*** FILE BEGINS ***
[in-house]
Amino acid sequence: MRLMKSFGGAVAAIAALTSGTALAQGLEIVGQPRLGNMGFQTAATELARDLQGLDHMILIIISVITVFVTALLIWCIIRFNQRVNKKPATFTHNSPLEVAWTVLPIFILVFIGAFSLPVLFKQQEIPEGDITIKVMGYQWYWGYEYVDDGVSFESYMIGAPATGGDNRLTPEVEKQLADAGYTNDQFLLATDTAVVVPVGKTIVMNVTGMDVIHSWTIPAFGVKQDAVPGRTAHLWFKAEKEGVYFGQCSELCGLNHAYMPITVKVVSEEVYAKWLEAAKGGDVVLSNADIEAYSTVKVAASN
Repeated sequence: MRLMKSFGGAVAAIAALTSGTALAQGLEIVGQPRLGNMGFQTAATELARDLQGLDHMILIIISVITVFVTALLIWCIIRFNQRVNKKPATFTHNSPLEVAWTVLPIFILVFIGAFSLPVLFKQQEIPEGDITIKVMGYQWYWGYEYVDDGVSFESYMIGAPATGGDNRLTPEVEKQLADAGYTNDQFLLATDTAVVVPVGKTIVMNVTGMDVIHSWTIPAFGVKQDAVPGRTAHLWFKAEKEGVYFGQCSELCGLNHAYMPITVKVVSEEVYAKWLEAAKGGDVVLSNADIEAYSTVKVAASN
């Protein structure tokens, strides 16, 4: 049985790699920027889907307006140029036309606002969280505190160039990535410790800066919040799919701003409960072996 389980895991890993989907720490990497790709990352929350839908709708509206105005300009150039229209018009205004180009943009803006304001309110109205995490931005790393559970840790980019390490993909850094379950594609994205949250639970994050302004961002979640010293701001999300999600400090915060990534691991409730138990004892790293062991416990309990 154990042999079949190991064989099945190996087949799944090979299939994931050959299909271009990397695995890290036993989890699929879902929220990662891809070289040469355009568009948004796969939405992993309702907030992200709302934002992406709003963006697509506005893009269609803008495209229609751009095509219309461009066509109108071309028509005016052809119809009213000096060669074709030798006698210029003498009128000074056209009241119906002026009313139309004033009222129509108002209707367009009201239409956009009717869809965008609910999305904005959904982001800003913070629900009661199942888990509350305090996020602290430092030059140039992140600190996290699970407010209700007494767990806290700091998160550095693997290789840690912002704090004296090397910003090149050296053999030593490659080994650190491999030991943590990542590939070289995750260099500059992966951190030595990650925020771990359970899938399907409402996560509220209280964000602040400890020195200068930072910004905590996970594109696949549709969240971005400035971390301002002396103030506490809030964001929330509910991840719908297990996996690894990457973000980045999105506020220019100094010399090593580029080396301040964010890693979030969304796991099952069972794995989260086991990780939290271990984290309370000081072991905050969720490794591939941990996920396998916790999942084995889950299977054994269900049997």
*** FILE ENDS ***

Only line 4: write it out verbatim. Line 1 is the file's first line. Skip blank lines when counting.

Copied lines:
């Protein structure tokens, strides 16, 4: 049985790699920027889907307006140029036309606002969280505190160039990535410790800066919040799919701003409960072996 389980895991890993989907720490990497790709990352929350839908709708509206105005300009150039229209018009205004180009943009803006304001309110109205995490931005790393559970840790980019390490993909850094379950594609994205949250639970994050302004961002979640010293701001999300999600400090915060990534691991409730138990004892790293062991416990309990 154990042999079949190991064989099945190996087949799944090979299939994931050959299909271009990397695995890290036993989890699929879902929220990662891809070289040469355009568009948004796969939405992993309702907030992200709302934002992406709003963006697509506005893009269609803008495209229609751009095509219309461009066509109108071309028509005016052809119809009213000096060669074709030798006698210029003498009128000074056209009241119906002026009313139309004033009222129509108002209707367009009201239409956009009717869809965008609910999305904005959904982001800003913070629900009661199942888990509350305090996020602290430092030059140039992140600190996290699970407010209700007494767990806290700091998160550095693997290789840690912002704090004296090397910003090149050296053999030593490659080994650190491999030991943590990542590939070289995750260099500059992966951190030595990650925020771990359970899938399907409402996560509220209280964000602040400890020195200068930072910004905590996970594109696949549709969240971005400035971390301002002396103030506490809030964001929330509910991840719908297990996996690894990457973000980045999105506020220019100094010399090593580029080396301040964010890693979030969304796991099952069972794995989260086991990780939290271990984290309370000081072991905050969720490794591939941990996920396998916790999942084995889950299977054994269900049997």